The best team(s) in the world

With the current Ashes series already decided, the redux in November will already be uppermost in the minds of most supporters of the Australian team (assuming they’re not in the nets, with a plan to play some sub-district cricket and hopefully make a run at the Ashes squad).

But if they’re excited about the Ashes, I’m sure they’re thrilled at the prospect of the Generic Beer One Day series, starting in January (fixtures weirdly hidden in the margin of the Cricket Australia website). Who could forget previous winners of this comp, like… ? (frantic Google tapping noises)… like just about everyone at some point or another.

It wasn’t that long ago that the series had three teams and the finals apparently meant something. Listen to the crowd going off here, with Gordon Greenidge at the crease in 1989 (and watch the reaction of the winners – I won’t give away the ending).

Whereas now you more often see articles – with depressing photographic accompaniment – like this.

In this blog’s opinion, people would be happy to see the games if only there was something at stake. We’ll see whether I’m right when the 2015 World Cup arrives – although this seems to be out at the other extreme: too few games with too much at stake.

The format of the 2011 World Cup – as will its 2015 counterpart – climaxed with an eight-team knockout stage, comprising teams identified in a 42-match preliminary stage. During the prelims we learned that Australia, England, the West Indies, Pakistan, India, Sri Lanka, South Africa and New Zealand were stronger than Bangladesh, Ireland, Zimbabwe, Canada, Kenya and the Netherlands. Also, the earth made one-twelfth of a lap around the sun. Only one of these was worth televising.

So, after 42 matches to eliminate 6 teams, what better way to decide the World Cup than with 7 matches to eliminate 7 more teams?

What could be better? Well, just about anything. Whilst it’s counter-intuitive to mount an argument that the winner isn’t the most deserving team – they’ve just finished consecutively beating 3 of the best 8 teams in the world – the likelihood that a clearly superior team will prevail is less than compelling.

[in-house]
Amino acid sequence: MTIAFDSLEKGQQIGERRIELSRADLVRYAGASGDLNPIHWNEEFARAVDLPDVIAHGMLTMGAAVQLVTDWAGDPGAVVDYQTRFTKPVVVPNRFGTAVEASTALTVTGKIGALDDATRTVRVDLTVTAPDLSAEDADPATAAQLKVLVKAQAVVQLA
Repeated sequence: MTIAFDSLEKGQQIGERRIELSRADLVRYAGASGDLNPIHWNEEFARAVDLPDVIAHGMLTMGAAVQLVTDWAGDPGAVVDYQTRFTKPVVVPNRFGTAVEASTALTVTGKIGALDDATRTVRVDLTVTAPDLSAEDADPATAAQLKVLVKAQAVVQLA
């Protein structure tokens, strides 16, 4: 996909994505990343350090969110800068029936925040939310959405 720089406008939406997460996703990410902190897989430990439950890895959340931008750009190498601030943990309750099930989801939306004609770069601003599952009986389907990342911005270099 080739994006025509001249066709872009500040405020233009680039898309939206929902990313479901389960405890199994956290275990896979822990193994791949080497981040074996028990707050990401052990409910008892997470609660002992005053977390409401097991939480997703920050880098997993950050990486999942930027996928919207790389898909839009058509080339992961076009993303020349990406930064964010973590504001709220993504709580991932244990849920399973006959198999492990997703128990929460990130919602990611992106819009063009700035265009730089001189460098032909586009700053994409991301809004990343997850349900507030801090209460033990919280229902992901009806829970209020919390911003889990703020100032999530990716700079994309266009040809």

In the example below, teams A to H have reached the quarter finals; the bracket is A vs B, C vs D etc. Team A is dynamite, good enough to win 60% of all its games against the others; Teams B to H are very evenly matched, splitting all their matches 50-50. So, how likely is Team A lift the trophy? Just 21.6% of the time.

Note also that the longer a team gets to wait before facing Team A, the better their own chances are.

If you up Team A’s superiority to 70%, how do things change? Well, they win about a third of the time.


What about 80%? At last, justice is partly served as they win more than half the time.

For a (slightly) more real-world example, let’s take the eight likely quarter-finalists for the 2015 cup. For the purposes of this experiment, a head-to-head probability has been generated by comparing each nation’s all-time percentage of one-day internationals won. For example, Australia has won 64% and New Zealand 45%. When they meet in a quarter final, Australia’s win probability is 64/(64+45) = 58.7%; New Zealand’s is 45/(64+45) = 41.3%. There’s no supportable science behind that, but it’ll do for this example and I did only say slightly real-world. The head to head win probabilities are:

head to head

The quarter final pairings have the strongest teams meeting the weakest, as per usual seeding convention: 1 vs 8, 4 vs 5, 3 vs 6, 2 vs 7 – this bracket is designed such that, if favourites prevail, the first seed meets the weakest remaining team, the second vs the second weakest and so on.

The probability of a victory for the strongest team, Australia, is slightly better than nominating and rolling your favourite number on a six-sided die.


But don’t let that deter you from going to the 2015 matches, which you can be assured will mean more than the Generic Beer series – and to the final at the MCG, where you can see the best team in the world crowned as champions.

Or at least, one of the best few teams. (Almost certainly one of the best six.)


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